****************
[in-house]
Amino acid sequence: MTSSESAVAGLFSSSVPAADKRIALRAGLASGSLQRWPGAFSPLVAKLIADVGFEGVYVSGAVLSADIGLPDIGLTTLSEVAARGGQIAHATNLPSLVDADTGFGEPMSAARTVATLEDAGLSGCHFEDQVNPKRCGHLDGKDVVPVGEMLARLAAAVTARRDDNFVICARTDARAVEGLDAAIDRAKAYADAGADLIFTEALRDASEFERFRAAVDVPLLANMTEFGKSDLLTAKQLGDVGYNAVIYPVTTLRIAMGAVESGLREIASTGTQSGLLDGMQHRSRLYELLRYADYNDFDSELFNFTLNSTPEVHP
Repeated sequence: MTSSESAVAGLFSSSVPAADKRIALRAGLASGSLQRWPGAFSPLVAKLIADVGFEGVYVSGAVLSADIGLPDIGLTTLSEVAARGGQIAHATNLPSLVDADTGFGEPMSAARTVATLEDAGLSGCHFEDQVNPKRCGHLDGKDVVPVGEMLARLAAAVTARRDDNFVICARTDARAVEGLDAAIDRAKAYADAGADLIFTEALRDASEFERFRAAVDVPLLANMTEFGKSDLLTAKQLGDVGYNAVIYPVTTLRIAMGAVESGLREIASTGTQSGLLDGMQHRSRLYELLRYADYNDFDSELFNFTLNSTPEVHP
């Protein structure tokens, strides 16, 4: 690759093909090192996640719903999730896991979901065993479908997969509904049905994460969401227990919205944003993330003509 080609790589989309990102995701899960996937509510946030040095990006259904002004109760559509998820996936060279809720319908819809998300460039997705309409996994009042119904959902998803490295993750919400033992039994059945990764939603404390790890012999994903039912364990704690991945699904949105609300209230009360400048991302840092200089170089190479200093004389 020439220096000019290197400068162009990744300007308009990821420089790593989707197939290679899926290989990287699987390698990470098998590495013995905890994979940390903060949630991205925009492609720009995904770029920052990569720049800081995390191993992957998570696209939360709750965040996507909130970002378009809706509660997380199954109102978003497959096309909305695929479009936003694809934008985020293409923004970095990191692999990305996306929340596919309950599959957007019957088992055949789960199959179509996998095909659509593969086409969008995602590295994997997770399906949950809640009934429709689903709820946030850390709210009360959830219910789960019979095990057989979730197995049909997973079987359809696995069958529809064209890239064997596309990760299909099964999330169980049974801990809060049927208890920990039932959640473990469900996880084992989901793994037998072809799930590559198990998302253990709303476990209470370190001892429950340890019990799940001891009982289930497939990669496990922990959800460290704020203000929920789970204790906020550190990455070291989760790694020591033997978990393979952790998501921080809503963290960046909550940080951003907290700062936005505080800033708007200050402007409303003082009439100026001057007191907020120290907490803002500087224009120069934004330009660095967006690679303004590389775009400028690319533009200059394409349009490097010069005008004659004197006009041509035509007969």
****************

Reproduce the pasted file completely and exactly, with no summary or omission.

[in-house]
Amino acid sequence: MTSSESAVAGLFSSSVPAADKRIALRAGLASGSLQRWPGAFSPLVAKLIADVGFEGVYVSGAVLSADIGLPDIGLTTLSEVAARGGQIAHATNLPSLVDADTGFGEPMSAARTVATLEDAGLSGCHFEDQVNPKRCGHLDGKDVVPVGEMLARLAAAVTARRDDNFVICARTDARAVEGLDAAIDRAKAYADAGADLIFTEALRDASEFERFRAAVDVPLLANMTEFGKSDLLTAKQLGDVGYNAVIYPVTTLRIAMGAVESGLREIASTGTQSGLLDGMQHRSRLYELLRYADYNDFDSELFNFTLNSTPEVHP
Repeated sequence: MTSSESAVAGLFSSSVPAADKRIALRAGLASGSLQRWPGAFSPLVAKLIADVGFEGVYVSGAVLSADIGLPDIGLTTLSEVAARGGQIAHATNLPSLVDADTGFGEPMSAARTVATLEDAGLSGCHFEDQVNPKRCGHLDGKDVVPVGEMLARLAAAVTARRDDNFVICARTDARAVEGLDAAIDRAKAYADAGADLIFTEALRDASEFERFRAAVDVPLLANMTEFGKSDLLTAKQLGDVGYNAVIYPVTTLRIAMGAVESGLREIASTGTQSGLLDGMQHRSRLYELLRYADYNDFDSELFNFTLNSTPEVHP
């Protein structure tokens, strides 16, 4: 690759093909090192996640719903999730896991979901065993479908997969509904049905994460969401227990919205944003993330003509 080609790589989309990102995701899960996937509510946030040095990006259904002004109760559509998820996936060279809720319908819809998300460039997705309409996994009042119904959902998803490295993750919400033992039994059945990764939603404390790890012999994903039912364990704690991945699904949105609300209230009360400048991302840092200089170089190479200093004389 020439220096000019290197400068162009990744300007308009990821420089790593989707197939290679899926290989990287699987390698990470098998590495013995905890994979940390903060949630991205925009492609720009995904770029920052990569720049800081995390191993992957998570696209939360709750965040996507909130970002378009809706509660997380199954109102978003497959096309909305695929479009936003694809934008985020293409923004970095990191692999990305996306929340596919309950599959957007019957088992055949789960199959179509996998095909659509593969086409969008995602590295994997997770399906949950809640009934429709689903709820946030850390709210009360959830219910789960019979095990057989979730197995049909997973079987359809696995069958529809064209890239064997596309990760299909099964999330169980049974801990809060049927208890920990039932959640473990469900996880084992989901793994037998072809799930590559198990998302253990709303476990209470370190001892429950340890019990799940001891009982289930497939990669496990922990959800460290704020203000929920789970204790906020550190990455070291989760790694020591033997978990393979952790998501921080809503963290960046909550940080951003907290700062936005505080800033708007200050402007409303003082009439100026001057007191907020120290907490803002500087224009120069934004330009660095967006690679303004590389775009400028690319533009200059394409349009490097010069005008004659004197006009041509035509007969």